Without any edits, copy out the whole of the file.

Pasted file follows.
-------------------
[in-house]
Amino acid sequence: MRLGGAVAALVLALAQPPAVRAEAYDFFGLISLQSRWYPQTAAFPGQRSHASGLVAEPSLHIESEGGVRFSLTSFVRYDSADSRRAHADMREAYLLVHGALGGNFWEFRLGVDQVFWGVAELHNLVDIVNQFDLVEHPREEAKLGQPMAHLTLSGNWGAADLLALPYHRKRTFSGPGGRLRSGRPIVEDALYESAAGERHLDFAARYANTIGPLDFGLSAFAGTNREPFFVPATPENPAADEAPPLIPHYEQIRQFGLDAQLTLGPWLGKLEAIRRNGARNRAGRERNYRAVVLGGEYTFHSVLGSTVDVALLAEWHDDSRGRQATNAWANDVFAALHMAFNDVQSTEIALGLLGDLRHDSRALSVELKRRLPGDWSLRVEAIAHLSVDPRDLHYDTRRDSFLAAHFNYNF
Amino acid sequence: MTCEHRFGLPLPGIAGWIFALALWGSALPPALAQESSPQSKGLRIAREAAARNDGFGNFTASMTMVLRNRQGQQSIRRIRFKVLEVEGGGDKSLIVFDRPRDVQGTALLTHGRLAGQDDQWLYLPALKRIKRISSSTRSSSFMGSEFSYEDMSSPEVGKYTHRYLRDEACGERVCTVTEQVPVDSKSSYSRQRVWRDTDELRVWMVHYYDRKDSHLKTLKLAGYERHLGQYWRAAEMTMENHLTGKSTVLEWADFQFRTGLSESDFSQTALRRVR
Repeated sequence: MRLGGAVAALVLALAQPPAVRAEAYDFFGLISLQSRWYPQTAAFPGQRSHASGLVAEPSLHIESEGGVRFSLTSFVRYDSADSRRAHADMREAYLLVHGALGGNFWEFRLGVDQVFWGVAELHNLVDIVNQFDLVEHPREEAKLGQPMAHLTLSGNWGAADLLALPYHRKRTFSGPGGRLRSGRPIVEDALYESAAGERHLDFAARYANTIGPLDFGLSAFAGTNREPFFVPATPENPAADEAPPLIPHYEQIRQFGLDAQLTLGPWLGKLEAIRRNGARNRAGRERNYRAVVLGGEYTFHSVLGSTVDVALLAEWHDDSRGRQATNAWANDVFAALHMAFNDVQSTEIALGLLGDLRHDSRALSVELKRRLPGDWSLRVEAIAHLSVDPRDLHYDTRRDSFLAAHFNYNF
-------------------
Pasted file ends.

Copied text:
[in-house]
Amino acid sequence: MRLGGAVAALVLALAQPPAVRAEAYDFFGLISLQSRWYPQTAAFPGQRSHASGLVAEPSLHIESEGGVRFSLTSFVRYDSADSRRAHADMREAYLLVHGALGGNFWEFRLGVDQVFWGVAELHNLVDIVNQFDLVEHPREEAKLGQPMAHLTLSGNWGAADLLALPYHRKRTFSGPGGRLRSGRPIVEDALYESAAGERHLDFAARYANTIGPLDFGLSAFAGTNREPFFVPATPENPAADEAPPLIPHYEQIRQFGLDAQLTLGPWLGKLEAIRRNGARNRAGRERNYRAVVLGGEYTFHSVLGSTVDVALLAEWHDDSRGRQATNAWANDVFAALHMAFNDVQSTEIALGLLGDLRHDSRALSVELKRRLPGDWSLRVEAIAHLSVDPRDLHYDTRRDSFLAAHFNYNF
Amino acid sequence: MTCEHRFGLPLPGIAGWIFALALWGSALPPALAQESSPQSKGLRIAREAAARNDGFGNFTASMTMVLRNRQGQQSIRRIRFKVLEVEGGGDKSLIVFDRPRDVQGTALLTHGRLAGQDDQWLYLPALKRIKRISSSTRSSSFMGSEFSYEDMSSPEVGKYTHRYLRDEACGERVCTVTEQVPVDSKSSYSRQRVWRDTDELRVWMVHYYDRKDSHLKTLKLAGYERHLGQYWRAAEMTMENHLTGKSTVLEWADFQFRTGLSESDFSQTALRRVR
Repeated sequence: MRLGGAVAALVLALAQPPAVRAEAYDFFGLISLQSRWYPQTAAFPGQRSHASGLVAEPSLHIESEGGVRFSLTSFVRYDSADSRRAHADMREAYLLVHGALGGNFWEFRLGVDQVFWGVAELHNLVDIVNQFDLVEHPREEAKLGQPMAHLTLSGNWGAADLLALPYHRKRTFSGPGGRLRSGRPIVEDALYESAAGERHLDFAARYANTIGPLDFGLSAFAGTNREPFFVPATPENPAADEAPPLIPHYEQIRQFGLDAQLTLGPWLGKLEAIRRNGARNRAGRERNYRAVVLGGEYTFHSVLGSTVDVALLAEWHDDSRGRQATNAWANDVFAALHMAFNDVQSTEIALGLLGDLRHDSRALSVELKRRLPGDWSLRVEAIAHLSVDPRDLHYDTRRDSFLAAHFNYNF